597 F2d 639 United States v. Mendenhall
597 F.2d 639
UNITED STATES of America, Appellee,
Edward John MENDENHALL, Appellant.
United States Court of Appeals,
Submitted April 16, 1979.
Decided May 2, 1979.
Donald L. Wolff of Wolff, Frankel & Passanante, Clayton, Mo., argued and on brief, for appellant.
Timothy J. Wilson, Asst. U. S. Atty., St. Louis, Mo. (argued), and Robert D. Kingsland, U. S. Atty., St. Louis, Mo., on brief for appellee.
Before LAY, HEANEY and BRIGHT, Circuit Judges.
Edward John Mendenhall appeals from his conviction for violation of 18 U.S.C. § 1343, fraud by wire, radio or television. He argues that the District Court erred in overruling his motions to dismiss a superseding indictment and to suppress certain taped telephone conversations. He also argues that there is insufficient evidence to support the verdict. We affirm.
In late July or early August, 1978, Mendenhall telephoned Charles Rosene, a former part-time employer, and told him about a plot to steal a United States Navy nuclear submarine. Mendenhall stated that he wanted Rosene's assistance in selling the submarine for $200 million. Rosene immediately contacted the St. Louis Police who relayed the information to the FBI. The FBI persuaded Rosene to find out more about the plan. On August 10, 1978, Rosene called Mendenhall at his residence in New York. During this call, Mendenhall told Rosene that the submarine to be stolen was the U.S.S. Trepang and that it would be stolen with the assistance of James Cosgrove, a former Navy yeoman. Mendenhall also told Rosene that he would have to provide advance money for supplies and other expenses for the preparation and execution of the plan. Rosene told Mendenhall that there would be no advance money unless he could see a workable plan. The FBI recorded this telephone conversation with Rosene's consent. On August 11, 1978, Rosene called Mendenhall again. Mendenhall indicated that he and Cosgrove were working on a plan and that advance money was needed for its execution. This telephone call was also recorded by the FBI with Rosene's consent.
On September 15, 1978, Mendenhall and Cosgrove went to St. Louis to meet Rosene. At a meeting between the parties, Mendenhall presented a written outline of the plan and a supply list. He also stated that he needed $25,000 to $30,000 advance money from Rosene. Another meeting was held on October 4, 1978, where Mendenhall repeated his request for advance money. Mendenhall was arrested shortly after the second meeting.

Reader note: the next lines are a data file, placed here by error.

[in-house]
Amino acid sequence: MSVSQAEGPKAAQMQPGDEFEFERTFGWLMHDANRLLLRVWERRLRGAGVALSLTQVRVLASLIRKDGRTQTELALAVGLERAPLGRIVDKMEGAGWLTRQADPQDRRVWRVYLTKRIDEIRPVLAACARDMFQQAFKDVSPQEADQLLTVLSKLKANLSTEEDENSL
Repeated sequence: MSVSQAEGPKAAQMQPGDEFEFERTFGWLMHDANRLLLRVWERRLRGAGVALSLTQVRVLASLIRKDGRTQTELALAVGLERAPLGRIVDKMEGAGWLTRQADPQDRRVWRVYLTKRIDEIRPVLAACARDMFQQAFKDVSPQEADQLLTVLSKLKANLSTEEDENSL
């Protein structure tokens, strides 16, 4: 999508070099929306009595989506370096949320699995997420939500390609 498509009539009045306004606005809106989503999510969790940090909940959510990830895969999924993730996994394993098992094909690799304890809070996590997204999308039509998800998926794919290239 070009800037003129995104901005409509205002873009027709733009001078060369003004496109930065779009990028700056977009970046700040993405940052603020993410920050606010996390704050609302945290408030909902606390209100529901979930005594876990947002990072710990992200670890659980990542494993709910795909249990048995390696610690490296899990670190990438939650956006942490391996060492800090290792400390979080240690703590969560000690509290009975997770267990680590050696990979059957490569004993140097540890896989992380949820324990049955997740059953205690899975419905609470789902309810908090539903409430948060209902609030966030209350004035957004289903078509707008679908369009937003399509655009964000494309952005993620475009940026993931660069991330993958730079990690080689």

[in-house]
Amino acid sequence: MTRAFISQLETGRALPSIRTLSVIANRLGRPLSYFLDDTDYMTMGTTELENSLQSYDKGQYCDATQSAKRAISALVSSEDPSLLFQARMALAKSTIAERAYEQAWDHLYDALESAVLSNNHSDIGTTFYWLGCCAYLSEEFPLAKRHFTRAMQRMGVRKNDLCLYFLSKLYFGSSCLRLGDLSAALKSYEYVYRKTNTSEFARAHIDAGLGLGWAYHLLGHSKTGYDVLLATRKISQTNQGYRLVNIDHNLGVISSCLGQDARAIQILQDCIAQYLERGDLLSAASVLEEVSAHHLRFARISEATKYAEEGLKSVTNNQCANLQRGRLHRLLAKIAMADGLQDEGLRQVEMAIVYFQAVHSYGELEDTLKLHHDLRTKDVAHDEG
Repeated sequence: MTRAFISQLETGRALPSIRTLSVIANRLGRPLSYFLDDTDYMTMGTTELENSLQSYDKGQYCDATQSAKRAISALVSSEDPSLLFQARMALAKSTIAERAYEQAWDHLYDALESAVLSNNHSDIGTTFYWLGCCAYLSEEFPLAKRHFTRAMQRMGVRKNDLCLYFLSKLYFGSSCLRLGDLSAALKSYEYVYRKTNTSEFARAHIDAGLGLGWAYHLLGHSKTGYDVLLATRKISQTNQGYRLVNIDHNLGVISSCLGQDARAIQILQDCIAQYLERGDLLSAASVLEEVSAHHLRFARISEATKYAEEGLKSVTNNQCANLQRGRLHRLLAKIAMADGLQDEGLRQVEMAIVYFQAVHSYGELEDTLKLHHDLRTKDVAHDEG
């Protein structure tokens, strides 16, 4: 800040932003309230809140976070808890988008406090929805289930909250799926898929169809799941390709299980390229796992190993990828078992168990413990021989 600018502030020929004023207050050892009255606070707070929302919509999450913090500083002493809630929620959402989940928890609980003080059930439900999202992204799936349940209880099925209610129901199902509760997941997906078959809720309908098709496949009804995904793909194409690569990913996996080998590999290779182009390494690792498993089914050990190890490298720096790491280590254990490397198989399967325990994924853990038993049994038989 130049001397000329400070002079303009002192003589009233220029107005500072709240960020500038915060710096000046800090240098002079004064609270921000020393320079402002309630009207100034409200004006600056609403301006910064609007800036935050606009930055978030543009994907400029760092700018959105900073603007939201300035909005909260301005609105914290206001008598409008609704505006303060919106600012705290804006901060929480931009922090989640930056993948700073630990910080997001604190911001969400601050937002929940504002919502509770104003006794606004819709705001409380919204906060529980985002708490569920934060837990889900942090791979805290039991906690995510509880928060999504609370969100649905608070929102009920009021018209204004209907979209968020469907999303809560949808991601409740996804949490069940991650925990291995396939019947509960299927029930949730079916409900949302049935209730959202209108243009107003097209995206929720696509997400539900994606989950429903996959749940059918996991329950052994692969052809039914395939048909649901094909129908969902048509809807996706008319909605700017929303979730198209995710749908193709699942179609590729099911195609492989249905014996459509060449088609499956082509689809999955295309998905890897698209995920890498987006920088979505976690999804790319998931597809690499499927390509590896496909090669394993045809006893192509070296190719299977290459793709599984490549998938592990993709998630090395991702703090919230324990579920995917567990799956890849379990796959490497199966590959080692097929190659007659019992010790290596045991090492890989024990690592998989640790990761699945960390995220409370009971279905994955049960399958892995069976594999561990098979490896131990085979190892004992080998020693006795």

Mendenhall was originally indicted on November 2, 1978, for conspiracy to steal public property in violation of 18 U.S.C. § 641. On December 6, 1978, the government filed a superseding indictment which alleged that the plot to steal the submarine was a fraudulent scheme devised to obtain the advance money from Rosene. Mendenhall argues that under Fed.R.Crim.P. 48(a), the government could not charge a completely new and different offense in the superseding indictment based on the events leading up to the original indictment, but could only charge an identical or similar offense. He contends that the superseding indictment does not charge a similar offense because the original indictment alleged an intent to steal the submarine, whereas the superseding indictment alleged that the plot to steal the submarine was a fictitious device used to further the fraud.
We disagree. Under Fed.R.Crim.P. 48(a), a prosecutor is normally free to dismiss one indictment and bring another based on further development of his case. United States v. Evers, 552 F.2d 1119, 1123 (5th Cir. 1977). The dismissal of the original indictment at the government's request prior to trial did not bar further prosecution for the criminal acts which it described. See DeMarrias v. United States, 487 F.2d 19, 21 (8th Cir. 1973), Cert. denied, 415 U.S. 980, 94 S.Ct. 1570, 39 L.Ed.2d 877 (1974).
Mendenhall also argues that the tape recordings of his telephone conversations with Rosene should have been suppressed because the recording device on Rosene's telephone was not authorized by a search warrant. We stated in United States v. McMillan, 508 F.2d 101, 104 (8th Cir. 1974), Cert. denied, 421 U.S. 916, 95 S.Ct. 1577, 43 L.Ed.2d 782 (1975):
It is now well settled that a defendant's Fourth Amendment rights are not violated when the defendant's conversations with a government informant are electronically monitored by a government agent with the consent of the informant.
Rosene gave his consent to record the conversations. Mendenhall does not argue that the consent was not freely and voluntarily given. See United States v. Wallace, 597 F.2d 641 (8th Cir. 1979). Thus, we conclude that the District Court did not err in denying the motion to suppress.
Mendenhall finally argues that there was insufficient evidence to sustain the conviction. He contends that the government failed to show an intent to defraud. We do not agree. Kurtis Schmidt, an accomplice of Mendenhall's, testified that Mendenhall stated that his true intention was to get the advance money and then flee to Toronto, Canada.
The judgment is affirmed.